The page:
LOS ANGELES — The frantic 911 calls started coming in late Thursday morning from a Burlington clothing store in North Hollywood. Multiple callers said a man was threatening people inside the shop, either with a bicycle lock or a gun. At least one caller reported that shots had been fired.
Los Angeles police were dispatched, and by noon a small group of officers with guns drawn filed up the double escalator to the second floor, where they encountered and quickly shot 24-year-old Daniel Elena-Lopez, as depicted in bodycam footage released by the LAPD on Monday.
An officer’s bullet killed Valentina Orellana-Peralta, a 14-year-old trying on clothes in a dressing room nearby. A relative said she died in her mother’s arms at the store. The officer opened fire as Elena-Lopez appeared to be moving away from a bloodied woman he attacked. It is unclear whether the officers knew the suspect didn’t have a gun.
While the exact tactics used by police Thursday remain under review, they were in many ways using a playbook that has come to define police responses to “active shooter” situations in the 22 years since the Columbine High School shooting, which left 13 dead in Colorado.
In a mass-shooting scenario, officers rushing in to kill or arrest a shooter can reduce the potential death toll of a heavily armed assailant. But in cases such as the one at Burlington, where suspects turn out not to be armed with a gun, the tactic raises serious questions.
The tragedy has sparked outrage and debate over how police should respond to such incidents — especially when it is unclear whether a suspect is actually armed and firing.
For years, the standard approach was for police to surround an active shooting scene, assess the situation and attempt to negotiate in hopes of avoiding a violent showdown. Today, police are trained to kill or arrest any shooters before taking other actions, including helping victims.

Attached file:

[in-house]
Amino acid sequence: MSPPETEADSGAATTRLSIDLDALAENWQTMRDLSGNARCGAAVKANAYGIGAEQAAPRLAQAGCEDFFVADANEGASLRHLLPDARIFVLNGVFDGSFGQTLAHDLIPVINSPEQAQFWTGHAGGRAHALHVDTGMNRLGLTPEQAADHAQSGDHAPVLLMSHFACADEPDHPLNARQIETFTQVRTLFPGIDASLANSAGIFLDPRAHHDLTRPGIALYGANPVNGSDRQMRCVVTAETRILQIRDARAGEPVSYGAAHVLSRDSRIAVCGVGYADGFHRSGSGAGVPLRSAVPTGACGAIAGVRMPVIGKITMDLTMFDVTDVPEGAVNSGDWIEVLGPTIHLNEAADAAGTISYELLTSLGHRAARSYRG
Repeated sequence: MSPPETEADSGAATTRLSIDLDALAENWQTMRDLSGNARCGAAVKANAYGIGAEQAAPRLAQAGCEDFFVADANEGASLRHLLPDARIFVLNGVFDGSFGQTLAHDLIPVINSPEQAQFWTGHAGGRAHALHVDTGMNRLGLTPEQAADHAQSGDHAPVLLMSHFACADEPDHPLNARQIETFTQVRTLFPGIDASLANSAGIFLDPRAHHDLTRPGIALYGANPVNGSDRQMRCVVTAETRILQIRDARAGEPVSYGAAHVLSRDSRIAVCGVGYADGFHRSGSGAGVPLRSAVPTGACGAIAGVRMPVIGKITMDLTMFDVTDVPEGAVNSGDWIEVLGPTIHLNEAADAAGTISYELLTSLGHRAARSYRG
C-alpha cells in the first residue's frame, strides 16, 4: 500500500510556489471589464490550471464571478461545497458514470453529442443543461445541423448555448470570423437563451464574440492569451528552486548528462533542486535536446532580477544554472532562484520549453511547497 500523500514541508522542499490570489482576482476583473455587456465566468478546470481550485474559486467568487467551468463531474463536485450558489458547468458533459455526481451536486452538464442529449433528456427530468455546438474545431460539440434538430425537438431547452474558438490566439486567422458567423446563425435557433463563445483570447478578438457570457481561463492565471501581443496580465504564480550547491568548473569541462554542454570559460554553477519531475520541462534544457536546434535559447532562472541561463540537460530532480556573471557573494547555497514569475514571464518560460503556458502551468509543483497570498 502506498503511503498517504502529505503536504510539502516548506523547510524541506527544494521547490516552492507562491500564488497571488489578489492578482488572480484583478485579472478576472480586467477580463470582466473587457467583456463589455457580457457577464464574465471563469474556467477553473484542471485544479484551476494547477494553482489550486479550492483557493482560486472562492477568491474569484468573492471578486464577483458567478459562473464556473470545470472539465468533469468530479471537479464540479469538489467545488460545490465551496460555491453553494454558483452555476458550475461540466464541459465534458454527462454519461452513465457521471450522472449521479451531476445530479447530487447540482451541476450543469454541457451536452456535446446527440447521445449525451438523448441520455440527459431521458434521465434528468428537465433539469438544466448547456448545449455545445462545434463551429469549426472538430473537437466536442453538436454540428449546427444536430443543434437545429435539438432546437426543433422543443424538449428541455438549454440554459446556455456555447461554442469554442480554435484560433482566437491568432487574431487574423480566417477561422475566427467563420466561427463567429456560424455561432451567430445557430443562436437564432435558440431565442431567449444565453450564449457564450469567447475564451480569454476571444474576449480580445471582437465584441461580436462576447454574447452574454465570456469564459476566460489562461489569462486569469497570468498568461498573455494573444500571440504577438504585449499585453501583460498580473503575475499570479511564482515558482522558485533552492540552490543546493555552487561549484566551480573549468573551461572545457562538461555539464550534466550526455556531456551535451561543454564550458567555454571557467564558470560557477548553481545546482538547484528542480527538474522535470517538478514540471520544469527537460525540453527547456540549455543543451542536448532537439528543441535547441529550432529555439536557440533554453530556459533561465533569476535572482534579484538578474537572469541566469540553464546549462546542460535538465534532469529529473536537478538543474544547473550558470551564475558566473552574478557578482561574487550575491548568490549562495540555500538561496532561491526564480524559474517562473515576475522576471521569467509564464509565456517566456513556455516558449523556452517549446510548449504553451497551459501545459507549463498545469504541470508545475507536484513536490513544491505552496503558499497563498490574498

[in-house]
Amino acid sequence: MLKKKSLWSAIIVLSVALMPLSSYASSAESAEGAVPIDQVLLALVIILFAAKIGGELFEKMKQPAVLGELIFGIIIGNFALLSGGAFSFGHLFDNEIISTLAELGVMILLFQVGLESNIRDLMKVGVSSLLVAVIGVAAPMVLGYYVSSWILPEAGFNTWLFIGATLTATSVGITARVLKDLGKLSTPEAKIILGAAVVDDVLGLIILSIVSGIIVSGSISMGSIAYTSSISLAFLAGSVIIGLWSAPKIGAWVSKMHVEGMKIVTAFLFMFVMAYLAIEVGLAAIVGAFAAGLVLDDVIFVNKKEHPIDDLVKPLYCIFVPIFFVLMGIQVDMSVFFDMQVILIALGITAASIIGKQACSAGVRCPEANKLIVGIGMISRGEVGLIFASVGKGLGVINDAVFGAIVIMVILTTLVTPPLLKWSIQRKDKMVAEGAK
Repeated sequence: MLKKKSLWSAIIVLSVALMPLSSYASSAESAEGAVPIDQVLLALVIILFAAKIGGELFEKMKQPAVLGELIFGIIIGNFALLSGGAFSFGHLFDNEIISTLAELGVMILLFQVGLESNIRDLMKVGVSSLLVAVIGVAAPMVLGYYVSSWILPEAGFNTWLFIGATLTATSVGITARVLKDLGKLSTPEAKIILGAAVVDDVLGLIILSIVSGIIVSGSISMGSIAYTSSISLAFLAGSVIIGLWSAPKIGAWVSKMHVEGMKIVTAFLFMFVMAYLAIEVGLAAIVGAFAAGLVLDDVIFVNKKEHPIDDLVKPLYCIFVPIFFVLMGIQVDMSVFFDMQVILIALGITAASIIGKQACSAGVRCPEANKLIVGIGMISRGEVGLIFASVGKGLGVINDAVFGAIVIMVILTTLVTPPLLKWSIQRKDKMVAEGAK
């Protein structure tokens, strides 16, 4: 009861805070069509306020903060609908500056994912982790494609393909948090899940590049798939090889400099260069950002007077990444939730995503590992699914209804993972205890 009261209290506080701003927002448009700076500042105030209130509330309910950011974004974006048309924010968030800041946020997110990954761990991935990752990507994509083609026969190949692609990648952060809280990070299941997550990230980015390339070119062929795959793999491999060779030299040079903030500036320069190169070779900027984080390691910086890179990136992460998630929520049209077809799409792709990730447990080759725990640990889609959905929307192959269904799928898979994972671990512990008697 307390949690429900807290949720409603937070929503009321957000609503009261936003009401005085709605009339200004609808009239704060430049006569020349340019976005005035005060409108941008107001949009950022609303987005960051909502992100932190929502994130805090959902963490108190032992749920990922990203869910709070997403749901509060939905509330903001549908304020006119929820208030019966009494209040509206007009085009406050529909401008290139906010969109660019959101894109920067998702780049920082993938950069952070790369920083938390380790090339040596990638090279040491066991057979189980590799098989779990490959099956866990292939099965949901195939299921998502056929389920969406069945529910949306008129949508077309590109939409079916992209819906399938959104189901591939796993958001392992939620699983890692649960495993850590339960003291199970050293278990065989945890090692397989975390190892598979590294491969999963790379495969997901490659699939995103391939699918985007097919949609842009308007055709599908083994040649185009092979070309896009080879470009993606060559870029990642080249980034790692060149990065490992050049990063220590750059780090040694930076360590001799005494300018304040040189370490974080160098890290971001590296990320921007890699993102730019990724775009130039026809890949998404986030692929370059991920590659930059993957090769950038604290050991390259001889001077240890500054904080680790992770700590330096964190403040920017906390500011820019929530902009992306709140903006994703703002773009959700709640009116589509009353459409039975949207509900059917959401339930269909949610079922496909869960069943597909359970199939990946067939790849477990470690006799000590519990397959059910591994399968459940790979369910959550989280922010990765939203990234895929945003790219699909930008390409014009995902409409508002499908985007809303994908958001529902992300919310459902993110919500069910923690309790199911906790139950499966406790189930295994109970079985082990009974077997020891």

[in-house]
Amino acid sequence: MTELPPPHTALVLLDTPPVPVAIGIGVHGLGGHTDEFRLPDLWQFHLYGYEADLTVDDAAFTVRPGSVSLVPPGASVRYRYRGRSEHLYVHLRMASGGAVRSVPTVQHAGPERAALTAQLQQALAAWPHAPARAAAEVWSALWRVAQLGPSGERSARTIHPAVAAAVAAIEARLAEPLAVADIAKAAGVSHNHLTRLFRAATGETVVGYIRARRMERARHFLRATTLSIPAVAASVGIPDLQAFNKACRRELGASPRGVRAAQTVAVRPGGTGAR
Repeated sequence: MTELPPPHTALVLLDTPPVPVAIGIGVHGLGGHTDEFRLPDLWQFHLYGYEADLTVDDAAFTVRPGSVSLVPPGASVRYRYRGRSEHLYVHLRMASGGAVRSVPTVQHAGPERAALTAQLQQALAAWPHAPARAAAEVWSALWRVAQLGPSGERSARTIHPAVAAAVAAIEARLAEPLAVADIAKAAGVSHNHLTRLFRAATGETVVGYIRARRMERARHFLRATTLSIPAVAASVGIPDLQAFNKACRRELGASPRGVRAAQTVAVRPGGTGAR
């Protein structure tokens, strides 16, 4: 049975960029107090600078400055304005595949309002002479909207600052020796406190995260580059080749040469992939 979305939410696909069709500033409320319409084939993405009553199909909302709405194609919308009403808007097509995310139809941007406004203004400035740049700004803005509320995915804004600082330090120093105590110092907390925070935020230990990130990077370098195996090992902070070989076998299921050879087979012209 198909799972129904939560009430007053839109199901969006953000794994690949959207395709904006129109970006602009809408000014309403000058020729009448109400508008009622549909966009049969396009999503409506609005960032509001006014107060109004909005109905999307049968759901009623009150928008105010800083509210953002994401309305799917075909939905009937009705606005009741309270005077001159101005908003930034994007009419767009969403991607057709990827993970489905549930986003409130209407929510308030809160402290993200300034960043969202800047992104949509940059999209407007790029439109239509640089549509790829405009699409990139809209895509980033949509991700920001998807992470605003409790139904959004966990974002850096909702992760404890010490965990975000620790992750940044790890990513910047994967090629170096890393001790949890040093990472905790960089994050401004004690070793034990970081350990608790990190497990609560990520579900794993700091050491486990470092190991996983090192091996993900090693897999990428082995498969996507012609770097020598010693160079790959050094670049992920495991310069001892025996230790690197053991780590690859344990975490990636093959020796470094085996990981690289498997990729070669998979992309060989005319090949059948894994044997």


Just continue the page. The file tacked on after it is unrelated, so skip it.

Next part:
The thinking, experts say, is that by neutralizing threats, officers minimize additional casualties while allowing EMTs and medical professionals to help the wounded.
Although that approach can be beneficial when confronting an active shooter, it has serious drawbacks. Last week, Valentina’s death raised serious questions about the costs and benefits of what some advocates call “shoot first” policing.
Today’s tactical doctrine is best summarized as “stop the killing before we stop the dying,” said Sid Heal, a retired L.A. County sheriff’s commander and current chairman of strategy development for the National Tactical Officers Association.
“We have gone proactive. The general practice is we take [an active shooter] under fire at the earliest opportunity,” he said. “It’s our nature to go to the wounded. But the problem is he can kill them as fast as we can save them.”
It’s still not clear whether the officers followed LAPD protocols in how they handled the incident, and that will be the subject of further investigation by the department.
Travis Norton, leader of the California Association of Tactical Officers’ after-action review team, said officers need to be better educated about the decisions they face in active-shooting situations.
“It’s all training and education. Training is the how, and education is the why. We’re well trained and poorly educated. We know how to do things but we aren’t great at explaining why,” said Norton, who has traveled widely to analyze law enforcement response to about 20 active-shooter incidents, including the Pulse nightclub mass shooting in Orlando, Fla., the San Bernardino attacks and the Pittsburgh synagogue massacre.
He said that while it may be more obvious how officers should respond to incidents in which there is live gunfire when they arrive on the scene, “it’s not so cut and dry” when there is no gunfire taking place upon their arrival.
“Everybody wants a checklist — they want 1, 2, 3, 4, 5 — but that’s not how these things work. You have to assess the situation and act based on the context of that problem you’re faced with,” said Norton, who is pursuing doctoral studies at USC focused on law enforcement response to such incidents.